Once upon a time I had a master worksheet with data in predefined columns that was used for uploading data into a legacy system. Users would submit data in worksheets they developed, but oftentimes their columns didn’t always match that of the master worksheet.
So I used a little known option in the Sort feature of Excel to quickly rearrange their columns of data to match the master worksheet. This made it a snap to copy data from one worksheet to the other.
Default Sorting in Excel is top to bottom, but there’s another option to sort from left to right. Here’s a quick example on some bogus data so you can get a feel for how this feature works.
The column headers, from left to right are: Delta, Bravo, Alpha, Charlie. We want them to be in alphabetical order: Alpha, Bravo, Charlie, Delta.
Select a cell in the data range and choose Data > Sort. In the Sort dialog box, un-check the box for My data has headers.
Click the Options button, then in the Sort Options dialog box select Sort left to right, and click OK.
In the Sort dialog box, click the Sort by drop-down arrow and select Row 1. Make sure the Sort On selection is Values and Order selection is A to Z, then click OK.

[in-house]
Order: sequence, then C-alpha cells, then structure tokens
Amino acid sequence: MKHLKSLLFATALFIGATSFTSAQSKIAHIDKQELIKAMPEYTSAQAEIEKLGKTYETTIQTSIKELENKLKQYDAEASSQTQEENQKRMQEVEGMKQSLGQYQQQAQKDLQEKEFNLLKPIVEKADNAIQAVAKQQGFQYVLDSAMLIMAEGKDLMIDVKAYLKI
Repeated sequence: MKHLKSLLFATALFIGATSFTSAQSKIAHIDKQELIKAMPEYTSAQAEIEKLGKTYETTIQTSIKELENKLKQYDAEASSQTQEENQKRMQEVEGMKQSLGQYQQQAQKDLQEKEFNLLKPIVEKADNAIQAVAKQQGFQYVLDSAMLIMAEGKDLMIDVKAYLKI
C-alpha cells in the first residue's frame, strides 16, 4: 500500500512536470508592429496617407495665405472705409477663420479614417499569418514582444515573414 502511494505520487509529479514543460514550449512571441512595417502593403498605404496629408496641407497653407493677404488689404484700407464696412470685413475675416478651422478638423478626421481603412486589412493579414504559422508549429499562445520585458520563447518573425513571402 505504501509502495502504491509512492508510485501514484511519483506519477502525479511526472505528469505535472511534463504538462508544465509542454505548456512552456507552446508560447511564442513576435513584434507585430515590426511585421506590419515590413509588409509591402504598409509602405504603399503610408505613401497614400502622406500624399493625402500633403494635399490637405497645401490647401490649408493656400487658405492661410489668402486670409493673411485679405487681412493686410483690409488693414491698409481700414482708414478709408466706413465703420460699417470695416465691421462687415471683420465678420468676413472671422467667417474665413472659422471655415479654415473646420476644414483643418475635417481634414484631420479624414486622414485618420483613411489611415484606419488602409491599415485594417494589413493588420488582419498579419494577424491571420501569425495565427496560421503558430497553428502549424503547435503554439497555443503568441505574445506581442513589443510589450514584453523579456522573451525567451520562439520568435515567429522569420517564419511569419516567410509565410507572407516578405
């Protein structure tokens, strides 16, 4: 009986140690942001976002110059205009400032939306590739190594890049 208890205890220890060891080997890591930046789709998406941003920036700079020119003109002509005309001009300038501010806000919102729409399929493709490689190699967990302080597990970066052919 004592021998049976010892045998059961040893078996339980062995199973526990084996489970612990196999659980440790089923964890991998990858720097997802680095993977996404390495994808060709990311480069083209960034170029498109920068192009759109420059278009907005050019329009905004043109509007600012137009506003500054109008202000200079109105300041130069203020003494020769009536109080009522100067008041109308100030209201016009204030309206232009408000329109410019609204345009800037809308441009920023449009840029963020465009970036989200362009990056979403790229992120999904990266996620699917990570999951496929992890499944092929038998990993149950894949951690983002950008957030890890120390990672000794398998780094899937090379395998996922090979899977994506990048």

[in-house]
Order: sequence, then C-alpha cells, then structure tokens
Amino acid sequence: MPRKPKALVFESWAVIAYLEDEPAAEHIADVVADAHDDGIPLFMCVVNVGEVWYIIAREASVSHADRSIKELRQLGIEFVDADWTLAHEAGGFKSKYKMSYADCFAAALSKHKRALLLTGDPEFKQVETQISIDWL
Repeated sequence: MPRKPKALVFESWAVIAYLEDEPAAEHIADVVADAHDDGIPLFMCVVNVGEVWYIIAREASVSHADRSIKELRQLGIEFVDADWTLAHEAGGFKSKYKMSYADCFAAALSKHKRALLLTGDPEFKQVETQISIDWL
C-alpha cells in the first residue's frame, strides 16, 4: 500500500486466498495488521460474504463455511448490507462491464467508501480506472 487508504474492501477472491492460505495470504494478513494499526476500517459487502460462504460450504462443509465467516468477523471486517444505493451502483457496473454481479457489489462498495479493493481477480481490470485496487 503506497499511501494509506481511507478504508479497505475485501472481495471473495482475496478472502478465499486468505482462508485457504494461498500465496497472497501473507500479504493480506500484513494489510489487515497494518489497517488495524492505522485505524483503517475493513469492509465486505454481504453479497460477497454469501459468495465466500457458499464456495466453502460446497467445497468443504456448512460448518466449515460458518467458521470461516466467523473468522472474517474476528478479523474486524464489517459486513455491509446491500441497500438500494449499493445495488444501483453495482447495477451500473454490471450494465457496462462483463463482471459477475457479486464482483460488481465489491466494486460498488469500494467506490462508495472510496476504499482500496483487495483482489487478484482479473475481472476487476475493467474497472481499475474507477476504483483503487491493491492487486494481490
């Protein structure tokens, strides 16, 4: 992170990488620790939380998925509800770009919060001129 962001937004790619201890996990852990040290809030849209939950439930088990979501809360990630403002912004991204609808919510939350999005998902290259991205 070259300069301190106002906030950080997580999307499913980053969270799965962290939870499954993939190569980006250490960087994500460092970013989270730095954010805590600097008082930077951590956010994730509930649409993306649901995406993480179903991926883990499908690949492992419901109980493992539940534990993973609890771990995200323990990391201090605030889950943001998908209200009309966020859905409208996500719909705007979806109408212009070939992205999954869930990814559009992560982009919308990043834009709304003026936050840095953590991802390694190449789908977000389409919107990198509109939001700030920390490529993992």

The data is sorted left to right by using the first column.
Change the Example
Now let’s assume that we need the column order: Bravo, Delta, Charlie, Alpha. What to do? Well this is more like a real-life example that only takes a couple more steps to complete.
We need a blank row above the data, so right-click row 1 and select Insert from the pop-up menu. Enter 1 above Bravo, 2 above Delta, 3 above Charlie, and 4 above Alpha.
Now go through the same steps we did before, except the Row 1 sort Order will be Smallest to Largest.
Once sorted you can delete the row above the header and we’re done. Excel has done all the heavy lifting.
Now you can use this Sort feature to make your life easier.
Khushnood Viccaji says
I had even tried this feature long ago in Excel 97, but in that version, the big problem was that the re-sorted column data would not retain the original cell formatting.
That is, Excel would sort only the data VALUES, and not the CELL FORMATS along with the data.
This would create havoc when date column data would be moved to numeric format columns, (or vice-versa) and the display would show dates as numbers.
Seeing this post, I tried it out once again in Excel 2007.
And it appears that this problem has been fixed 🙂
However, I still have one more problem: the column widths don’t adjust accordingly !
Has that been fixed in Excel 2010 ?
In Excel 2010 formatting is retained when sorting left to right, but not the column widths. Additionally, a simple formula lost it’s reference when sorted one way, but was okay when I sorted in a different order. Strange. So I guess when sorting from left to right in Excel we have to autofit the columns and check all the formulas.
I think I love you. you saved me so much time and trouble. genius in its simplicity!!!!!